Biopharmaceutical company Pfizer and German biotechnology company BioNTech announced on Monday that their coronavirus (COVID-19) vaccine is more than 90% effective in prevention of the disease.
According to the New York Times, the trial volunteers had no evidence of a previous infection of COVID-19 and there have been “no serious safety concerns” observed. In a time where daily COVID-19 cases have hit an all-time high in the United States, this announcement has been seen as a sign of hope to some for potential normalcy in 2021.
In a press release from Pfizer, the company stated they are expecting to bring the vaccine, which has been in trial since July, to the Federal Drug Administration (FDA) and seek emergency approval in the third week of November. The vaccine, which is mRNA based, is two doses and the effectiveness was achieved seven days after the second dose. The press release stated, “Protection is achieved 28 days after the initiation of the vaccination.”
The efficacy of the vaccine has yet to be tested by outside scientists. According to Snopes, Pfizer’s vaccine testing was not funded by Operation Warp Speed, an initiative by the Trump Administration meant to develop vaccinations and therapeutics for COVID-19.
“We are reaching this critical milestone in our vaccine development program at a time when the world needs it most with infection rates setting new records, hospitals nearing over-capacity and economies struggling to reopen. With today’s news, we are a significant step closer to providing people around the world with a much-needed breakthrough to help bring an end to this global health crisis,” said Dr. Albert Bourla, Pfizer Chairman and CEO, in the press release.
On Tuesday, the University of New Hampshire (UNH) reported 83 total active positive COVID-19 cases among students, faculty, staff and contractors as of Nov. 9. With a vaccine in the potentially not-so-distant future, it was questionable how it would play a role in the UNH community.
In an email interview with The New Hampshire, Health & Wellness Medical Director Peter Degnan said, “The preliminary information released by Pfizer on their COVID vaccine development is indeed exciting; we look forward to the completion of their clinical trials and their publishing complete data so that proper scientific review can occur. Obviously, a COVID vaccine could have a significant favorable impact on campus, and might, over time, allow for some relaxation of the safety measures in place.”
UNH requires incoming students to receive multiple vaccinations prior to beginning their academics on campus, including the Measles, Mumps, Rubella (MMR) vaccine, Meningococcal (ACWY) vaccine, Tetanus, Diphtheria, Pertussis (Tdap) vaccine, and the Chicken Pox (Varicella) vaccine. With so much uncertainty and newness surrounding COVID-19 some wonder if and when they will be required to receive the vaccine.
“There has been some very preliminary discussion about vaccinations for students, although from a vaccine distribution standpoint first-responders, health care personnel and the elderly may be the priority to receive the vaccine,” said Degnan. “It is possible that a COVID vaccine may be a future requirement for students, similar to our other immunization requirements, but any decision would be carefully considered in weighing public health benefit vs. any theoretical personal risk.”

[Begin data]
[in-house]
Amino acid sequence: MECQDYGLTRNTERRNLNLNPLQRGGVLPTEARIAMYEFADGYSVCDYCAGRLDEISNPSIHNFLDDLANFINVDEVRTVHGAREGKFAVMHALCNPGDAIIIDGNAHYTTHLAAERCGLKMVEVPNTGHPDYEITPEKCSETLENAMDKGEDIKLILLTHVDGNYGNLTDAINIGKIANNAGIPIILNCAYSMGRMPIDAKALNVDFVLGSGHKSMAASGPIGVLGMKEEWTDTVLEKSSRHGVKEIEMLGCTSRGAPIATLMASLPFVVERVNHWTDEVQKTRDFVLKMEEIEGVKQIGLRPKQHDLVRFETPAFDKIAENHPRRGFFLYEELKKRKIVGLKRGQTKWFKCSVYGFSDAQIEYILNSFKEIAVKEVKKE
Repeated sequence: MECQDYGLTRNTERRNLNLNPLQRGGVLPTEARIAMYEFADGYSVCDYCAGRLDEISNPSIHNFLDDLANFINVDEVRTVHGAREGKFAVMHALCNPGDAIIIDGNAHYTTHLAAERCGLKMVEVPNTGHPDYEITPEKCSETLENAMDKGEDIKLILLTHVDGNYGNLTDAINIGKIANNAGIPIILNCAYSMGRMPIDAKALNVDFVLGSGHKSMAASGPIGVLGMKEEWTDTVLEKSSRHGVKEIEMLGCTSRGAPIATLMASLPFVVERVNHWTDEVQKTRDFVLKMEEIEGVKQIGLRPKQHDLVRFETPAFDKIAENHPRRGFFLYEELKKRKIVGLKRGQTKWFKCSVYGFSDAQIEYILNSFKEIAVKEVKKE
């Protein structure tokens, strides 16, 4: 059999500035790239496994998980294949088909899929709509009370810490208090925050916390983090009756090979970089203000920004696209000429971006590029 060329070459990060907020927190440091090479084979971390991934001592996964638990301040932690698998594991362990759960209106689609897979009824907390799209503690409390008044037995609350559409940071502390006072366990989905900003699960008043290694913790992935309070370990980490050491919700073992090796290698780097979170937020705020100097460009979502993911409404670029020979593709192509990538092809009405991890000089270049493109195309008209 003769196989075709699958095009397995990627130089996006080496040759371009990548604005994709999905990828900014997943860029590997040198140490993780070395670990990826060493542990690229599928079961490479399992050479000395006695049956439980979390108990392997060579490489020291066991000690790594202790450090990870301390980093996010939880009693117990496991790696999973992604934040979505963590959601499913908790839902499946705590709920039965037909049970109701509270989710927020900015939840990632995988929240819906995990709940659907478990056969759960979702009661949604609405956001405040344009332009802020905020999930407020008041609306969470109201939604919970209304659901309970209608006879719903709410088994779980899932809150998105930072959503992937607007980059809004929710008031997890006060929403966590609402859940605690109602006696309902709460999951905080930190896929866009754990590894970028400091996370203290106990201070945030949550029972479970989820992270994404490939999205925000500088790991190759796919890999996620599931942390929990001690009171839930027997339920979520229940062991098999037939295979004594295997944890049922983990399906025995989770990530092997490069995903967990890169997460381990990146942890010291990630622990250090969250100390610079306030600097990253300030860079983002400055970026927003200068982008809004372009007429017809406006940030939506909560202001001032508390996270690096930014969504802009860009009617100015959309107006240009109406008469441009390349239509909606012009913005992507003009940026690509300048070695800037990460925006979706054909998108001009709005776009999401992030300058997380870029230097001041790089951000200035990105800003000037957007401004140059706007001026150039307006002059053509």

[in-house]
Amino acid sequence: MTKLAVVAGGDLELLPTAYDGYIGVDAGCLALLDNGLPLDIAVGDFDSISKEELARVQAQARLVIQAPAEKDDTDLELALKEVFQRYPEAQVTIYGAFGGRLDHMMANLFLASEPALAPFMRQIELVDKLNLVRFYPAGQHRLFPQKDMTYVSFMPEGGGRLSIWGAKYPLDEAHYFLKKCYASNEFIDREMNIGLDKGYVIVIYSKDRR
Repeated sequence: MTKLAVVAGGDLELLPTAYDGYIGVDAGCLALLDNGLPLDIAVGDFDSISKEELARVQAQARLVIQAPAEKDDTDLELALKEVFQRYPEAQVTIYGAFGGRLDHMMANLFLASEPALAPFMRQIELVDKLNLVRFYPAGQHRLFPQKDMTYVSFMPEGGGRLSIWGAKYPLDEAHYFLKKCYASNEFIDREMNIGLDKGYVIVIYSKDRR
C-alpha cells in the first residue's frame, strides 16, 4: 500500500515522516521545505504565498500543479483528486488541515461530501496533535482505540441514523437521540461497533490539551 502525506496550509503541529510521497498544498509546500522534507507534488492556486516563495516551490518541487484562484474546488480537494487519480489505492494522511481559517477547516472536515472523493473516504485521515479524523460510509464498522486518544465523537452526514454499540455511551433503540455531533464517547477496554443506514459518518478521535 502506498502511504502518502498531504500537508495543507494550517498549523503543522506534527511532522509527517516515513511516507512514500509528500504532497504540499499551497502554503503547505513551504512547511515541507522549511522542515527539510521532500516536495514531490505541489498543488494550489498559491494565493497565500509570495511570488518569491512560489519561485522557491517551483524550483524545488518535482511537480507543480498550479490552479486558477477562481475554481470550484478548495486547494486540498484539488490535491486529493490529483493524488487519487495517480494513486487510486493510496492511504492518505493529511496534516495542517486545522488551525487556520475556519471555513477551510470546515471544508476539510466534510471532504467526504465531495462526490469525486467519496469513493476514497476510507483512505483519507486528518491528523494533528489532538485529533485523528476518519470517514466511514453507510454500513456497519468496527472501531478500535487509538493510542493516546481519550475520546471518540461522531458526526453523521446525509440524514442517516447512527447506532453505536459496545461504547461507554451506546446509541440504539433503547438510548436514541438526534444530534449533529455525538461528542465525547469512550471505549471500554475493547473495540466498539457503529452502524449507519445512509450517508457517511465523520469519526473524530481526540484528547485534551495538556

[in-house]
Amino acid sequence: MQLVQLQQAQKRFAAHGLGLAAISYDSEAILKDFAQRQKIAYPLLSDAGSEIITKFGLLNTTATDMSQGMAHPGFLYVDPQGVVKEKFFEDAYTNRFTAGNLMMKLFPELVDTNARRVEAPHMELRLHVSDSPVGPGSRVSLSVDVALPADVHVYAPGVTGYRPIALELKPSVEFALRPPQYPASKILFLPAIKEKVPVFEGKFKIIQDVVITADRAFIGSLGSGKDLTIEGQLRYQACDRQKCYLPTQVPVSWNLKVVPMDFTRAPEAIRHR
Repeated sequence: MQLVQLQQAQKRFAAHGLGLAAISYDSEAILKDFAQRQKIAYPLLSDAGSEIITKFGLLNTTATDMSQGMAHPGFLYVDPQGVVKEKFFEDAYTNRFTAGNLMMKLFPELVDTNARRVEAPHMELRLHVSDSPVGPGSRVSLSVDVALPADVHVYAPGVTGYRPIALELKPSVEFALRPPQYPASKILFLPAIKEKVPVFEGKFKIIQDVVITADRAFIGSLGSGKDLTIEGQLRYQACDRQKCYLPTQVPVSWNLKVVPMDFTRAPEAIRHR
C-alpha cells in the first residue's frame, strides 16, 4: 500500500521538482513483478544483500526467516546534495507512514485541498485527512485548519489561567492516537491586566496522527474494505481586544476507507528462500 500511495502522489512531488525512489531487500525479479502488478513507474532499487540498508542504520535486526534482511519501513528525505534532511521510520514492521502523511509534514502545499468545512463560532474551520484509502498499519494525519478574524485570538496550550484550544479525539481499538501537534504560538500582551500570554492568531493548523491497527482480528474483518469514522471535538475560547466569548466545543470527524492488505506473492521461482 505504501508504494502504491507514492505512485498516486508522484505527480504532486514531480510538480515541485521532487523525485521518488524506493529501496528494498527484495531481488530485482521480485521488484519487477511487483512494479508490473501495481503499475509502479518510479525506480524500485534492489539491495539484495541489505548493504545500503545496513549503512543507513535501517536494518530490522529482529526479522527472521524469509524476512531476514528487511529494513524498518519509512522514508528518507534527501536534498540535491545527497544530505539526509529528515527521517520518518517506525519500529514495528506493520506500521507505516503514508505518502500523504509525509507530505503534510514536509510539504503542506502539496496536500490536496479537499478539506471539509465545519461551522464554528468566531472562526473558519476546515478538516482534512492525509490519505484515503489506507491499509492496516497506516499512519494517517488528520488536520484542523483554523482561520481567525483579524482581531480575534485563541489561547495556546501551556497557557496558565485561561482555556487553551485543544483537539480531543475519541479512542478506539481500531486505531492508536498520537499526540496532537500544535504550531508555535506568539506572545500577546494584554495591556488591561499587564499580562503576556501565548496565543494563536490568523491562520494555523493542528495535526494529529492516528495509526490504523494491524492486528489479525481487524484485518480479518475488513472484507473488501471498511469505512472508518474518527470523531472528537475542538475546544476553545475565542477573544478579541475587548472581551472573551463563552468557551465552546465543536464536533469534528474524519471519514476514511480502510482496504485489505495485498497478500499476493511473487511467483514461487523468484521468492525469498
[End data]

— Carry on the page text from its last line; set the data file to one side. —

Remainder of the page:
Luke Tighe, a senior business administration major with an option in marketing, said that he wants UNH to obtain the vaccine for students to receive in order to have a regularly operating semester in the near future.
“[The vaccine is] definitely great news,” said Drew Siemering, a business administration major with options in finance and information systems and business analytics. “[It’s] still a long way to go but it is a giant step in the right direction.”
Some students, such as senior communication and media studies major Margaux Munick, would prefer for the vaccine to be checked by multiple third parties, such as independent studies or doctors’ associations, before receiving it to ensure its safety.
As for Jenna Peterson, a senior business administration major with an option in marketing, she doesn’t feel comfortable receiving a vaccine that was produced in such a short period of time.
“I feel that the process has been somewhat rushed,” she said. “Another article I read said that it wouldn’t be released until the third quarter of next year. I think that timeline is much more accurate than releasing it ‘ASAP,’ especially for the safety of everyone.”
Similar to Peterson, Munick felt that the vaccine has been rushed.
“In this crazy climate I’m more likely to hold off, see how the vaccines are going to make sure there are no surprise side effects. I think things feel really rushed. I will continue listen to the science and educate myself,” said Munick.
Junior medical microbiology major Maxim Georgievsky said, “The vaccine is very promising indeed, but I think the public needs an understanding of how complex and unique this vaccine is.”
Because it is mRNA based, Georgievsky said there are “a lot of complicated hoops it must jump through to be successful,” and can be challenging to store due to the temperature it needs to remain stable.
As COVID-19 cases remain prevalent on UNH’s Durham campus, Senior Vice Provost for Student Life Kenneth Holmes said to the UNH community in an email on Wednesday afternoon regarding the rising cases that the university is “incredibly proud of what UNH students have accomplished this semester. We want you, your friends and family to remain safe. We look forward to seeing you back at UNH for the spring semester.”
Photo Courtesy of Dado Ruvic/Illustration/Reuters